The starter may function as a direct-on-line starter (DOL), reversing starter (REV), star-delta starter (YD), heavy starter (HD) or soft starter.
As motor starters are as a rule used on the power distribution level, the components most be designed for a rated impulse withstand voltage Uimp of 6 kV.
The protection requirements play a decisive role in the design of a motor starter (Figure 8).
Overload relays detect overloading of the motor or the failure of a phase, and then act on the contactor to switch the motor off. There are both thermal and electronic overload relays, with various tripping classes (e.g. Class 10 or Class 30) for normal starting or heavy starting of the motor.
For direct online starting the overload relay is set to the rated service current of the motor (le), and for star-delta starting to 0.58 × le.
Circuit-breaker to IEC 60947-2 and 60947-4-1 with short-circuit and overload releases for protection of motors:
The requirements for mechanical switching devices for switching of load currents and safe isolation of systems or subsystems from the supply network are the subject of standard IEC 60947-3.
The isolating function of the disconnector in the open position is characterized by the following features:
- Increased dielectric strength of the contact gap (demonstrated by a test at impulse voltage)
- Low leakage current across the isolating distance Clear indication of the OFF position of the contacts
- No inadvertent closing (e.g. by vibration) Facilities for actions to prevent impermissible reclosing
A disconnector can only open and close a circuit if either a current of negligible quantity is switched off or on, or if there is no significant voltage difference between the two contacts of each pole.
A load-break switch can, under normal conditions in the circuit, if applicable with specified overload conditions, make, conduct and break currents and, under specified abnormal conditions such as a short-circuit, conduct these short-circuit currents for a specified period.
A switch-disconnector is a load-break switch that meets the requirements specified for an isolating distance in the open position.
Switch-disconnector with fuses
Unit comprising switch-disconnector and fuses, in which one fuse is connected in series with the switch-disconnector in one or more phases. Fuse switch-disconnector
A fuse switch-disconnector is a switch-disconnector in which a fuse link or a fuse holder with fuse link forms the movable contact.
- Dependent manual actuation: Actuation exclusively by human effort, so speed and power for the switching movement depend on the operator.
- Independent manual actuation: Actuation by a stored-energy mechanism, in which the energy applied manually is stored as tension and released during the operating motion, so speed and power for the contact movement are independent of the operator.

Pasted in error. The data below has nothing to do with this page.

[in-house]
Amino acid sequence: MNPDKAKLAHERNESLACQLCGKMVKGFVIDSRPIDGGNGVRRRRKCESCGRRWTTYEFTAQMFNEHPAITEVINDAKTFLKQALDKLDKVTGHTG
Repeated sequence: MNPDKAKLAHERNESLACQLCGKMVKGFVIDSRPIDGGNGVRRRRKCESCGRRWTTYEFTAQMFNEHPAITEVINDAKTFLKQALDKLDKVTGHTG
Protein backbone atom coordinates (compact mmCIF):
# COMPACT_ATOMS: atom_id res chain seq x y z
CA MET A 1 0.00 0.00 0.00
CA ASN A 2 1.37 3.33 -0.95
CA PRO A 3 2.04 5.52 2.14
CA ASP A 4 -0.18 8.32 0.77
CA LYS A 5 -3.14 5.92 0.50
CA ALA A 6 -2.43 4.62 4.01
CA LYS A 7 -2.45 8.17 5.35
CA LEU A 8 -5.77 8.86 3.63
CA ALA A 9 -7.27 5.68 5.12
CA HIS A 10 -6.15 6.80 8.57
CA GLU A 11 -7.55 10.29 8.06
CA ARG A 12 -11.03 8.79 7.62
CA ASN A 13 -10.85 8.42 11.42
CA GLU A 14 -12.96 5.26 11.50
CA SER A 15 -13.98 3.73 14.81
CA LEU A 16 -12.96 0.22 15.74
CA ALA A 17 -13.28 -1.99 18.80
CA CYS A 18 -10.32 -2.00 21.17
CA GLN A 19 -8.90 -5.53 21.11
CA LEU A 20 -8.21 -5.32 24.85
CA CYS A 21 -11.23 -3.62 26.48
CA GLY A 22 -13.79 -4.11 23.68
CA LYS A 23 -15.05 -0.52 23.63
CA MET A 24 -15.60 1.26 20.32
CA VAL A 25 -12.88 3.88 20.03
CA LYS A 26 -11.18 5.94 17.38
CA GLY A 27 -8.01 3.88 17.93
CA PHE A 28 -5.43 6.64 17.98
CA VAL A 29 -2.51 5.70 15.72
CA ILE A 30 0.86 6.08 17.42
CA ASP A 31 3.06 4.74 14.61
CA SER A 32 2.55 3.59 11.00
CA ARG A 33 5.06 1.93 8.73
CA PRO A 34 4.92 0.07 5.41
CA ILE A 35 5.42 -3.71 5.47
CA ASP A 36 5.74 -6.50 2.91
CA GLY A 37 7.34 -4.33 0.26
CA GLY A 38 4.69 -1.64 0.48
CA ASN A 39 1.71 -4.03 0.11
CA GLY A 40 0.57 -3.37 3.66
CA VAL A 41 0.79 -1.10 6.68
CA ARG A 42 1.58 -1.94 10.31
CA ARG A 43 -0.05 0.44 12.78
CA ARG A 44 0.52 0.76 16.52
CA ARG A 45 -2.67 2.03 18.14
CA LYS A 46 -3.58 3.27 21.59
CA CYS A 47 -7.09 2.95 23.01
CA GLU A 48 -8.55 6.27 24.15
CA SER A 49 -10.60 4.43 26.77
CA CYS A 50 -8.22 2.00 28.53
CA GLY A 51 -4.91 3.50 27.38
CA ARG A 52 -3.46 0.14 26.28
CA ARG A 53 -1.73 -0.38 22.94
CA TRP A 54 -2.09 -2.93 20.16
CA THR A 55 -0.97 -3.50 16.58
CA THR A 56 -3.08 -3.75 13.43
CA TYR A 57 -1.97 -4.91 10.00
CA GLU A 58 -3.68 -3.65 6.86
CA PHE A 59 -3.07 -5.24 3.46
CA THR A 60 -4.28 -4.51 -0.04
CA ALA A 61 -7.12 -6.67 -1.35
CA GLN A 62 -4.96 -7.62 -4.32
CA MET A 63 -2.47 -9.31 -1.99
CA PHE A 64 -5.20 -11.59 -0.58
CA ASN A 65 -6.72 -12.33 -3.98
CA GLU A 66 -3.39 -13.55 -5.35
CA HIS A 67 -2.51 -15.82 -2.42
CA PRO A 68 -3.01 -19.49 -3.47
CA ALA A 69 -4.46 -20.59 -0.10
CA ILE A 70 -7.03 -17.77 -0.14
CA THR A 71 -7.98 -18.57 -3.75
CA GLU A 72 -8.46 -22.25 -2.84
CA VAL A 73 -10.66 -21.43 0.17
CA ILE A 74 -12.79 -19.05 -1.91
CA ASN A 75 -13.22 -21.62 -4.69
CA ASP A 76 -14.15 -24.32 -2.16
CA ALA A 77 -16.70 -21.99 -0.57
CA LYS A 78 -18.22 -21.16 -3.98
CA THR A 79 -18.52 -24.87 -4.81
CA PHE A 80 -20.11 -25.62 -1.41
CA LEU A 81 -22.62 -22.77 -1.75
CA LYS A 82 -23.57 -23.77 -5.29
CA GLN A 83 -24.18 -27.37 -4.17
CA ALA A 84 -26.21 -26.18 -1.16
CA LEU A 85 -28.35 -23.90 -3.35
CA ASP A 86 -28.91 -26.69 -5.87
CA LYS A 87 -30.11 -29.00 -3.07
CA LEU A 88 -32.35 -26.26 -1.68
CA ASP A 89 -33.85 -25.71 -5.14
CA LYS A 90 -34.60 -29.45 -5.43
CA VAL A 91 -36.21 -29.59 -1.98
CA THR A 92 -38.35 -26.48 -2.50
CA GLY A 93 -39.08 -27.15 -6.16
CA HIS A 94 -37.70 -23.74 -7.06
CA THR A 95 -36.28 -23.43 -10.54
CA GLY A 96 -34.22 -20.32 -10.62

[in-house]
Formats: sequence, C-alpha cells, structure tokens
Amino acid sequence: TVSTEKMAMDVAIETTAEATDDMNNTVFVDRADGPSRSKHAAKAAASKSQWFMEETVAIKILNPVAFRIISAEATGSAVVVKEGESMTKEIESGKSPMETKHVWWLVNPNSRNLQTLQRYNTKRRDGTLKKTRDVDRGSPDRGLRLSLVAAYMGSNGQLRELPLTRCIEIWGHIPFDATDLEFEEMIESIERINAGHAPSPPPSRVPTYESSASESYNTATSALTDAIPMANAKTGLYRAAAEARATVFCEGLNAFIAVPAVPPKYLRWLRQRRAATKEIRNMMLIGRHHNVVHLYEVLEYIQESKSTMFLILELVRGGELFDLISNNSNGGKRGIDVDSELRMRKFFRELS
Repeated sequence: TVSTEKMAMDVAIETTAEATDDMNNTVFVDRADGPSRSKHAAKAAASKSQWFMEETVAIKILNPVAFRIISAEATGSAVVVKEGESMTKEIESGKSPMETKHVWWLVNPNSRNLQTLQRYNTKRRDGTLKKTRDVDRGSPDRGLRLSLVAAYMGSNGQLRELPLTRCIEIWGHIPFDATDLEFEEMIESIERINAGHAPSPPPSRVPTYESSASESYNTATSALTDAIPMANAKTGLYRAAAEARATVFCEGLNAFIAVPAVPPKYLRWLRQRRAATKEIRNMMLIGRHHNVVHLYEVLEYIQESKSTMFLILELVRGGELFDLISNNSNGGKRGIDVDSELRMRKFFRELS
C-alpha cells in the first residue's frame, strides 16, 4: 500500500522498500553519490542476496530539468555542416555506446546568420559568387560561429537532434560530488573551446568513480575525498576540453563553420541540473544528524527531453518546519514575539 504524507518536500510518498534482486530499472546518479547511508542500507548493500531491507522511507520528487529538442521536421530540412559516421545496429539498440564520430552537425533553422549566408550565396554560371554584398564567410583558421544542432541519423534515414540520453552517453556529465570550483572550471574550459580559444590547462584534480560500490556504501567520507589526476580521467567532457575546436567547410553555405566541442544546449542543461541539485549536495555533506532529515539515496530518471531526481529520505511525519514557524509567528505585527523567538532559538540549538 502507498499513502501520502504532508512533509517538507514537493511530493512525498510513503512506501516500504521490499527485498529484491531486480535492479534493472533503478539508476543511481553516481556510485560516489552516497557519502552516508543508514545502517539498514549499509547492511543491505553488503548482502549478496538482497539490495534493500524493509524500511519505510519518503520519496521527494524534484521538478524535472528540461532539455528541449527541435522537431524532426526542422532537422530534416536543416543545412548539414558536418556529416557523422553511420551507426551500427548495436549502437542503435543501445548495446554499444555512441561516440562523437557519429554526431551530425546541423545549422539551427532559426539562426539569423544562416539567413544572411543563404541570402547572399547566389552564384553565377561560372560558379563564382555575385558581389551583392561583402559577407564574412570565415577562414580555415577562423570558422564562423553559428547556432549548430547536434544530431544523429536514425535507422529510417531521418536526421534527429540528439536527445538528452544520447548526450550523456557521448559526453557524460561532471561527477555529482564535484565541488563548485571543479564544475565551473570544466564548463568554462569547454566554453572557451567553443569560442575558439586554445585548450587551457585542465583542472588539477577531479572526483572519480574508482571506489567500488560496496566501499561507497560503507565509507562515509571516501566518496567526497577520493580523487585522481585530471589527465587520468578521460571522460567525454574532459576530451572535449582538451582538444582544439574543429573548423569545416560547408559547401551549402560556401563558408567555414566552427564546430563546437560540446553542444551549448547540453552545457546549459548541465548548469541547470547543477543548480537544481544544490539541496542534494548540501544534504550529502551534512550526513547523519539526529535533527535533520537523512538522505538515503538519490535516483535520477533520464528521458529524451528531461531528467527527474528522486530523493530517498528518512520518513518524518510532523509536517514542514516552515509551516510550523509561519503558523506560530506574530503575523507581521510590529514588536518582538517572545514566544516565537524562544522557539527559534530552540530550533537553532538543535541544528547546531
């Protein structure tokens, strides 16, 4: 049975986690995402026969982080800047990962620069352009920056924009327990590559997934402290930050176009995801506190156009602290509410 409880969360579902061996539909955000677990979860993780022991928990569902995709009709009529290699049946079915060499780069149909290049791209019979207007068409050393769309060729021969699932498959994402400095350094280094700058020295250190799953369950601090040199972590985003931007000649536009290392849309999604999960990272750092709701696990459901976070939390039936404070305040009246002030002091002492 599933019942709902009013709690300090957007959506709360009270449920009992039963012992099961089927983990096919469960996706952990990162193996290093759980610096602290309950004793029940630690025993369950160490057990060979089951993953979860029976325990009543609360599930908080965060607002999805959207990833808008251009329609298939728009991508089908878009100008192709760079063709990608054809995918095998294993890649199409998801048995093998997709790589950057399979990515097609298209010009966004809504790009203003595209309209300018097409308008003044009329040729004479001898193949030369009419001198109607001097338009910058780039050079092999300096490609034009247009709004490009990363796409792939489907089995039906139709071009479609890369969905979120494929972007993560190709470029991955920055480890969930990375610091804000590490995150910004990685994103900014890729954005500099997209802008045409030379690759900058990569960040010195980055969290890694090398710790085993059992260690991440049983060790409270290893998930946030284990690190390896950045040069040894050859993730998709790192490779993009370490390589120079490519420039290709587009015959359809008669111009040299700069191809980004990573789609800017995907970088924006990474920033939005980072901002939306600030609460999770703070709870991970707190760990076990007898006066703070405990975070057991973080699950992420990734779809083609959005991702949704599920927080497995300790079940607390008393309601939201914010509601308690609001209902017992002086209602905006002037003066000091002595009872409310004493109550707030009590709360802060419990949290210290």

- Stored-energy operation: Actuation by energy stored in the actuating mechanism, which is sufficient to complete the switching operation under specific conditions.
The energy is stored before the actuation begins. Stored-energy mechanisms are differentiated by the type of:
- Energy storage (spring, weight etc.),
- Energy source (manual, electric motor etc.),
- Energy release (manual, release coils etc.).
Low voltage fuses are defined in accordance with IEC 60269-1. Fuses are protective devices which open a circuit when one or more fuse elements blow and interrupt the current when it exceeds a given level for a specified duration.
The application ranges of fuses are identified by two letters. The first letter identifies the breaking range:
- g — General purpose fuse links
These can continuously conduct currents up to their rated current and can interrupt currents from the smallest fusing current to the rated breaking capacity.
- a — Back-up fuse links
These can continuously conduct currents up to their rated current and can interrupt only currents above a specific multiple of their rated current.
The second letter identifies the application, i.e. the time-current characteristic:
- G — for general application
- M — for the protection of motor circuits and switching devices
- R — for protection of semiconductor components
- Tr — transformer protection
- B — mine substation protection
- D — fuse links with delay North American
- N — fuse links without delay practice
- ABB pocket book 10th edition
- Electrical installation guide 2016 by Schneider Electric
- Electric distribution systems by Abdelhay A. Sallam and Om P. Malik